The concrete structure will soon be completed on the Toronto redevelopment of CAMH (Center for Addiction and Mental Health). With such a noble cause to build for, Hardrock Forming, Stantec and PCL Constructors stepped up to the challenge and orchestrated this major construction project. A new product was used in the concrete structure: ARMATA stud rails. This article will take you through the benefits of using ARMATA, the project management performance of Peikko [supplier of ARMATA] and more details on the complexity of the project.
"ARMATA allowed for a slim floor structure with increased space for services within the specified floor to floor heights" says Terry Wilk, M.Eng., P.Eng., Principal at Stantec. "We avoided most drops and capitals at the concrete columns while removing the need for additional shear reinforcement within the slab" adds Mr. Wilk. ARMATA is an innovative product which is used to resist punching shear forces in a concrete slab. Through its high strength material, ARMATA is less cumbersome than traditional methods and therefore reduces congestion around the critical area of a concrete column. The forged steel is assembled on a thin rail and installed onsite either on plastic spacers or hanging from the top slab rebar.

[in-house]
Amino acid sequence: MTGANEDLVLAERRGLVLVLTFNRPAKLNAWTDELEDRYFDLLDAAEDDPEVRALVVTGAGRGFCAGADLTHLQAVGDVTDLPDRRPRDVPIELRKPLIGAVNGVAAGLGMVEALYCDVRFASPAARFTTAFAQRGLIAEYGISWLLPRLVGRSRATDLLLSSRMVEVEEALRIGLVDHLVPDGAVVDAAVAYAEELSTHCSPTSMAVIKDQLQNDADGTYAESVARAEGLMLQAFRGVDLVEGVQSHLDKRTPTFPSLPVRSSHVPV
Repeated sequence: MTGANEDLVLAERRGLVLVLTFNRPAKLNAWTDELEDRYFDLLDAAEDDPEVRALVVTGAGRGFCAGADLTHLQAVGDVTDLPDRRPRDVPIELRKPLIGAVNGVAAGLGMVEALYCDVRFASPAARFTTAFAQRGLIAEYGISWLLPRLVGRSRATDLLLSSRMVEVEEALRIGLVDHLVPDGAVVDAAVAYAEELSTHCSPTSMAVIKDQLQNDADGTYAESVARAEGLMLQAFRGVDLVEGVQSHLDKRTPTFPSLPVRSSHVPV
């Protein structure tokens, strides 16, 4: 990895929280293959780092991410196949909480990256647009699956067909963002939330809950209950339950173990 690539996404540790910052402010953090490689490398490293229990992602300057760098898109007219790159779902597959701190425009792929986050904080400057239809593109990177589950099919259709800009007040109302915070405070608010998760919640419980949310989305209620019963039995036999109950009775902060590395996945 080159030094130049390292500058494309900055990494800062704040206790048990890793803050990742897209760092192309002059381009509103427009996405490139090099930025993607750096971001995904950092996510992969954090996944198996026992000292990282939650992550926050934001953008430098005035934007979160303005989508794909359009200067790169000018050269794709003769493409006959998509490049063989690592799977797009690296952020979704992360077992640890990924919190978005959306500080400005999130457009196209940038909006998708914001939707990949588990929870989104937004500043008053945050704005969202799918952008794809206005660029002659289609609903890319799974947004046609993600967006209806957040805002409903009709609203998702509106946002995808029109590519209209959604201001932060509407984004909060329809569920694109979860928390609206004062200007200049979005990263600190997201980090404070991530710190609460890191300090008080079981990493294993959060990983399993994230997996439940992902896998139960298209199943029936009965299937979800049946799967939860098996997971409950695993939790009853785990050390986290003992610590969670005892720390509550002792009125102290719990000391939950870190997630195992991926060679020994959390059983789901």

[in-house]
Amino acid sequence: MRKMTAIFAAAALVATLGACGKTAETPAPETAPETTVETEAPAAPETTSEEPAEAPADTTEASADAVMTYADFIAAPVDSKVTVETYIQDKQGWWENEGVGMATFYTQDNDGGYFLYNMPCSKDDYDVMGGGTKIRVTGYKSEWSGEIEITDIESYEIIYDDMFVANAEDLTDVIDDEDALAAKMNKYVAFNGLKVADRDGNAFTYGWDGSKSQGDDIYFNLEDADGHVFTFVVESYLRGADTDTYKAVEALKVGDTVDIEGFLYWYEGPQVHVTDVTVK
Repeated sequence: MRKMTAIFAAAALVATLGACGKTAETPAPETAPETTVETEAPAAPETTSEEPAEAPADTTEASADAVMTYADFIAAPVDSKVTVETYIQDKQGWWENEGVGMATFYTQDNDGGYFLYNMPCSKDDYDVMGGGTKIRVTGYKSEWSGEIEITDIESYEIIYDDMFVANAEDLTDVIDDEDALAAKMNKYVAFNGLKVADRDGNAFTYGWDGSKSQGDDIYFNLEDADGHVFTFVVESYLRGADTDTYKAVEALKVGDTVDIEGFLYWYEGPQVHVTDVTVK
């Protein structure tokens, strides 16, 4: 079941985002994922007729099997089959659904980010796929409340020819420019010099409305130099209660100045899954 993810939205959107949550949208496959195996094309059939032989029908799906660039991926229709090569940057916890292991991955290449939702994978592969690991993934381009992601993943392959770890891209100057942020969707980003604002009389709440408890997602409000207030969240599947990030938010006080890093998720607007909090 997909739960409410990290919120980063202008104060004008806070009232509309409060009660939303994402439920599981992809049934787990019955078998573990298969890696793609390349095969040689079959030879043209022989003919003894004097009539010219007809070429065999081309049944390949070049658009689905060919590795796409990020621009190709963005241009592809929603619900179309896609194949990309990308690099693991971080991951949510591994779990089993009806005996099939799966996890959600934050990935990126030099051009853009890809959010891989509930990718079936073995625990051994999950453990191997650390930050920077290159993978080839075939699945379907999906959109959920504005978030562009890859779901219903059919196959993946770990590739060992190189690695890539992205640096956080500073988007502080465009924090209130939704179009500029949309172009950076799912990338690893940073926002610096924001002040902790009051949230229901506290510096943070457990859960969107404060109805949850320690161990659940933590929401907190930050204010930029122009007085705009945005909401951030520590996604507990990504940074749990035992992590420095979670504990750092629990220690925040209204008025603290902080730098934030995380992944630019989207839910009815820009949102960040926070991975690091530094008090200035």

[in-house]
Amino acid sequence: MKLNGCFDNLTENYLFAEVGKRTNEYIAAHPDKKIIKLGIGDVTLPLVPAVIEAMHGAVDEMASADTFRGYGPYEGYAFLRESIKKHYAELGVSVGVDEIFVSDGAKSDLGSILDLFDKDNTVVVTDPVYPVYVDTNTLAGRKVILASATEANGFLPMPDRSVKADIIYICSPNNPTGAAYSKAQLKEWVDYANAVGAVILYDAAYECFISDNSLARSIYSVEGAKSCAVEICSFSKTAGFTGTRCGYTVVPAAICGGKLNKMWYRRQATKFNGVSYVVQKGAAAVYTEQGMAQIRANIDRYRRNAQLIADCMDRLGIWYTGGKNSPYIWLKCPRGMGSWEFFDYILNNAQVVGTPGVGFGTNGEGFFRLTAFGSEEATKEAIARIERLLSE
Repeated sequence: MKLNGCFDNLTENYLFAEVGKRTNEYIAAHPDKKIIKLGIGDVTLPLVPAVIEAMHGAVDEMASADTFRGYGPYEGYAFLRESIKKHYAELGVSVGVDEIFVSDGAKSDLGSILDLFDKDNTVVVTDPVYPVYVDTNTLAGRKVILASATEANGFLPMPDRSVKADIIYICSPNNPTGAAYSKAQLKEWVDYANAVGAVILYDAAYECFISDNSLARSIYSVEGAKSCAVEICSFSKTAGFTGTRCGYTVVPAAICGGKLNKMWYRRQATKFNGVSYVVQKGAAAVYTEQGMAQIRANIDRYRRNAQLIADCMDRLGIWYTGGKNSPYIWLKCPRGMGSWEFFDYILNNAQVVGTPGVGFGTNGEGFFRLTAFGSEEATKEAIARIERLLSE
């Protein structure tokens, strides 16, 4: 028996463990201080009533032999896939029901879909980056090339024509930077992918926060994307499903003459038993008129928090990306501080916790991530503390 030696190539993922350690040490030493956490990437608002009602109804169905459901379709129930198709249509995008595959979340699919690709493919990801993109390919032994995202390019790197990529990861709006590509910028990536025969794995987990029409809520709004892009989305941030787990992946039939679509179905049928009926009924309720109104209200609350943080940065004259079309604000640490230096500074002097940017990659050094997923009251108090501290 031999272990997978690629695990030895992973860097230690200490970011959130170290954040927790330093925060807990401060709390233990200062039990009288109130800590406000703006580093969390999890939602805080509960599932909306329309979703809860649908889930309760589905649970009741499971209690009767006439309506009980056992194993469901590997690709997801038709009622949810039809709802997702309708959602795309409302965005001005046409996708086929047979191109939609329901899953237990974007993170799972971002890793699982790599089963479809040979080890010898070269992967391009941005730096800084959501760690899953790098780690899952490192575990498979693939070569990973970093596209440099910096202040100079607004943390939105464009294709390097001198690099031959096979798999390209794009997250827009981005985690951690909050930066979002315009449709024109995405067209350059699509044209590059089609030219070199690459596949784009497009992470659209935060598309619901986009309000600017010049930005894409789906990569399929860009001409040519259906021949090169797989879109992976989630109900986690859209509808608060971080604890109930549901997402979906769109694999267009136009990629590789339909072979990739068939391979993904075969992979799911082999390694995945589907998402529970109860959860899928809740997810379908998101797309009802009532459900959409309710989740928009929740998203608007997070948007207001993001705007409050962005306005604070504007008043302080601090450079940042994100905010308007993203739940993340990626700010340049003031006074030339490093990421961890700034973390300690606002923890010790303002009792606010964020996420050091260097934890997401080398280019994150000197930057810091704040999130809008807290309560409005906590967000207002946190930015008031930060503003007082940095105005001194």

"We had a very positive experience working with ARMATA on the CAMH redevelopment" says Mark Cesana, partner at Hardrock Forming. "The project management from Peikko was right on target" adds Mr. Cesana. The tight construction schedule was fully respected: with deliveries from mid-June to mid-November, Peikko made more than 25 shipments. Using ARMATA, Hardrock required only 10 minutes per column to install shear reinforcement.
Within 5 months, Peikko delivered 76 000 ARMATA studs. A total of 498 shop drawings were issued for approval with some ARMATA rails having 32 studs per rail, some studs over 16 inches long. In a nutshell, punching shear resistance was optimized on the CAMH project and Peikko delivered.
Stakeholders on the project:
Center for Addiction and Mental Health (CAMH)
Peikko Project Engineer: David Turgeon